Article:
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The Coronavirus Snake Oil Salesman

President Trump scolds a reporter for asking Dr. Anthony Fauci about hydroxychloroquine.

Like a snake oil salesman, Donald Trump loses no opportunity to pitch the potential wonders of the malaria drug hydroxychloroquine as a miraculous treatment for the coronavirus. The question is why.

Could it be that he and his big money supporters and his political pals stand to cash in?

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According to The New York Times, Trump has a small stake in Sanofi, the French company that makes Plaquenil, the brand name version of hydroxychloroquine. But that's just the beginning of what could be a major conflict of interest.

That's because, as The Times said, "If hydroxychloroquine becomes an accepted treatment, several pharmaceutical companies stand to profit, including shareholders and senior executives with connections to the president."

The Times reported that Sanofi's largest shareholders include a mutual fund company run by Ken Fisher, a major Republican donor. As of last year, Trump's three family trusts had investments in a mutual fund whose largest holding was Sanofi. And, the report said, Commerce Secretary Wilbur Ross had ties to the company.

Moreover, revealed the Times, one of the generic drug companies that are preparing to produce hydroxychloroquine pills was co-founded by a Trump golfing buddy, Chirag Patel. Nothing like jumping on an opportunity, right, especially when you can have the president as your infomercial salesman?

Could that be the reason Trump keeps pushing the drug in his daily coronavirus briefings, despite the advice of Dr. Anthony S. Fauci, the government's top infectious disease specialist and other actual health experts?

Could it simply come down to greed, like just about everything else when Donald J. Trump is involved? Could it be that?

However, in addition to profit opportunities, desperation can be a powerful motive.

Politico pointed out April 6, "The rush to focus on unproven drugs also comes after months of lost opportunities to contain the spread of the outbreak. 'There'd be less focus on [hydroxychloroquine] now if we had planned better then,' said one official, who added that the drug is seen by some career scientists as a 'Hail Mary' effort to find a Covid-19 cure." The article quoted a Republican close to the White House saying the president "thinks that it's the drug that's going to get everyone back to work."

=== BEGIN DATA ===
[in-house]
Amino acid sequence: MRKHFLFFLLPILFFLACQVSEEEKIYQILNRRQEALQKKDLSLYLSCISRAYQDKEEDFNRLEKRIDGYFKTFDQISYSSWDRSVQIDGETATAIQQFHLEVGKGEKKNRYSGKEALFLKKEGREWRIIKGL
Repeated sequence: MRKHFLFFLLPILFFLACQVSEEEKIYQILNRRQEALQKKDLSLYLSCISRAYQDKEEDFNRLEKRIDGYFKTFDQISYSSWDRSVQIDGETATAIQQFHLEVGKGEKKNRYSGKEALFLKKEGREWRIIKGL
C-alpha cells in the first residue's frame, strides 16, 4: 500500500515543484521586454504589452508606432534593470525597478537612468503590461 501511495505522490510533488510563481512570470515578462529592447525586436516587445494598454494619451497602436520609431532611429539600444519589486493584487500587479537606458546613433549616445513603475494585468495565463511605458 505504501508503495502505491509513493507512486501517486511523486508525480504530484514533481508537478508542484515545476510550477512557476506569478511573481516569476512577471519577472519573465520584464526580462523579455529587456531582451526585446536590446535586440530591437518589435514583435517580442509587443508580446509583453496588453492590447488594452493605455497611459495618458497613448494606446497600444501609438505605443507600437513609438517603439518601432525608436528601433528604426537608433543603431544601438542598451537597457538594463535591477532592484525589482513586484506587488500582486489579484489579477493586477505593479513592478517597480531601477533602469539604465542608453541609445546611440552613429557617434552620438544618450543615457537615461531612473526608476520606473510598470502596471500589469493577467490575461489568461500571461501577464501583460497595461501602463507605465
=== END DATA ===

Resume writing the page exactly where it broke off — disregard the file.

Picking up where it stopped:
Of course, that is a key to Trump's hopes for reelection. If the economy is in a deep recession with millions out of work, he can kiss reelection goodbye.

Meanwhile, however, in true Trump bullying fashion, Politico reported that administration officials have been warned not to contradict Trump regarding hydroxychloroquine:

Behind the scenes, career health officials have raised even stronger warnings (than Fauci's) about the risk to some Americans' heart health and other complications, but been warned not to publicly speak out and potentially contradict Trump, said two officials.

During his infomercial coronavirus briefings, Trump keeps asking "What do you have to lose?"

There could be negative side effects. There could be deaths,” said American Medical Association President Dr. Patrice Harris in an interview with CNN. “This is a new virus, and so we should not be promoting any medication or drug for any disease that has not been proven and approved by the FDA.”

Dr. Megan Ranney, an emergency room physician and Brown University researcher, agreed.

“This medication has major side effects including paranoia, hallucinations, suicidal thoughts, suppression of your blood counts so that you become more susceptible to infections. It can cause severe cardiac arrhythmias that can even cause death,” she said.

“They are not common side effects, but they are common enough that this should not be taken willy-nilly. It is not like water, it is not harmless, and it may have major side effects.”

Trump apparently could care less, as long and he and his friends can turn a profit and he can avoid defeat on November 3.

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